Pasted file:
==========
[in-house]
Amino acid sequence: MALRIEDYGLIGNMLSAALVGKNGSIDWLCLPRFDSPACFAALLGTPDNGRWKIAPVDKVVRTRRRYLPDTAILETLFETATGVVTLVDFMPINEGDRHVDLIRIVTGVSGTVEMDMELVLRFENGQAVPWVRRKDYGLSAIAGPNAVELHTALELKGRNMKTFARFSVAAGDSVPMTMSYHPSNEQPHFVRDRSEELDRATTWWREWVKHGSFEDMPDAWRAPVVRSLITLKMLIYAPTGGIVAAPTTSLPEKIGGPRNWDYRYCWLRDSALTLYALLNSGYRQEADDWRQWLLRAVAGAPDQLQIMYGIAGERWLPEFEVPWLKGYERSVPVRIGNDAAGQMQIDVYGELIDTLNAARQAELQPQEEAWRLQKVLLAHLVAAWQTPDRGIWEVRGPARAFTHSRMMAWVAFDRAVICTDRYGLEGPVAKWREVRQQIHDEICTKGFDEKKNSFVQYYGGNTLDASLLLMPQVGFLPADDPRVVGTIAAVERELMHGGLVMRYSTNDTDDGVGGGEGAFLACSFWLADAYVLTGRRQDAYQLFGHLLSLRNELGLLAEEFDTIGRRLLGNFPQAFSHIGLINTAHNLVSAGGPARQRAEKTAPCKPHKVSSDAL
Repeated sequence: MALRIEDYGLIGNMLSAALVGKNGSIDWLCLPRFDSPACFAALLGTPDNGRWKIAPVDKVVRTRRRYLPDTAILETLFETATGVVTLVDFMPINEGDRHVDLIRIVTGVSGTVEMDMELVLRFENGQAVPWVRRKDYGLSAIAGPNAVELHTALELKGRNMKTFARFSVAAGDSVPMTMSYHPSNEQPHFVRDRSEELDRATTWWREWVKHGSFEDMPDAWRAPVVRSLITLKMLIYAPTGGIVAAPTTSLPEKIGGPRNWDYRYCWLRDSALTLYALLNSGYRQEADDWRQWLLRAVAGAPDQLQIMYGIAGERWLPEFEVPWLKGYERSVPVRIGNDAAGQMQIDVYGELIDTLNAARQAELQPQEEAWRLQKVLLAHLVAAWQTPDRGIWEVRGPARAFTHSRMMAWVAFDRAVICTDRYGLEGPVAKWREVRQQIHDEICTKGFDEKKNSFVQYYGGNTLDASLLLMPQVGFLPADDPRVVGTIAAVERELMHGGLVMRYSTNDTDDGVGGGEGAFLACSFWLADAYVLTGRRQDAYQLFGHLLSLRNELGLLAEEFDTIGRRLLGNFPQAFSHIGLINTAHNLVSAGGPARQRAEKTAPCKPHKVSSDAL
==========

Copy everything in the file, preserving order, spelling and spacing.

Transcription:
[in-house]
Amino acid sequence: MALRIEDYGLIGNMLSAALVGKNGSIDWLCLPRFDSPACFAALLGTPDNGRWKIAPVDKVVRTRRRYLPDTAILETLFETATGVVTLVDFMPINEGDRHVDLIRIVTGVSGTVEMDMELVLRFENGQAVPWVRRKDYGLSAIAGPNAVELHTALELKGRNMKTFARFSVAAGDSVPMTMSYHPSNEQPHFVRDRSEELDRATTWWREWVKHGSFEDMPDAWRAPVVRSLITLKMLIYAPTGGIVAAPTTSLPEKIGGPRNWDYRYCWLRDSALTLYALLNSGYRQEADDWRQWLLRAVAGAPDQLQIMYGIAGERWLPEFEVPWLKGYERSVPVRIGNDAAGQMQIDVYGELIDTLNAARQAELQPQEEAWRLQKVLLAHLVAAWQTPDRGIWEVRGPARAFTHSRMMAWVAFDRAVICTDRYGLEGPVAKWREVRQQIHDEICTKGFDEKKNSFVQYYGGNTLDASLLLMPQVGFLPADDPRVVGTIAAVERELMHGGLVMRYSTNDTDDGVGGGEGAFLACSFWLADAYVLTGRRQDAYQLFGHLLSLRNELGLLAEEFDTIGRRLLGNFPQAFSHIGLINTAHNLVSAGGPARQRAEKTAPCKPHKVSSDAL
Repeated sequence: MALRIEDYGLIGNMLSAALVGKNGSIDWLCLPRFDSPACFAALLGTPDNGRWKIAPVDKVVRTRRRYLPDTAILETLFETATGVVTLVDFMPINEGDRHVDLIRIVTGVSGTVEMDMELVLRFENGQAVPWVRRKDYGLSAIAGPNAVELHTALELKGRNMKTFARFSVAAGDSVPMTMSYHPSNEQPHFVRDRSEELDRATTWWREWVKHGSFEDMPDAWRAPVVRSLITLKMLIYAPTGGIVAAPTTSLPEKIGGPRNWDYRYCWLRDSALTLYALLNSGYRQEADDWRQWLLRAVAGAPDQLQIMYGIAGERWLPEFEVPWLKGYERSVPVRIGNDAAGQMQIDVYGELIDTLNAARQAELQPQEEAWRLQKVLLAHLVAAWQTPDRGIWEVRGPARAFTHSRMMAWVAFDRAVICTDRYGLEGPVAKWREVRQQIHDEICTKGFDEKKNSFVQYYGGNTLDASLLLMPQVGFLPADDPRVVGTIAAVERELMHGGLVMRYSTNDTDDGVGGGEGAFLACSFWLADAYVLTGRRQDAYQLFGHLLSLRNELGLLAEEFDTIGRRLLGNFPQAFSHIGLINTAHNLVSAGGPARQRAEKTAPCKPHKVSSDAL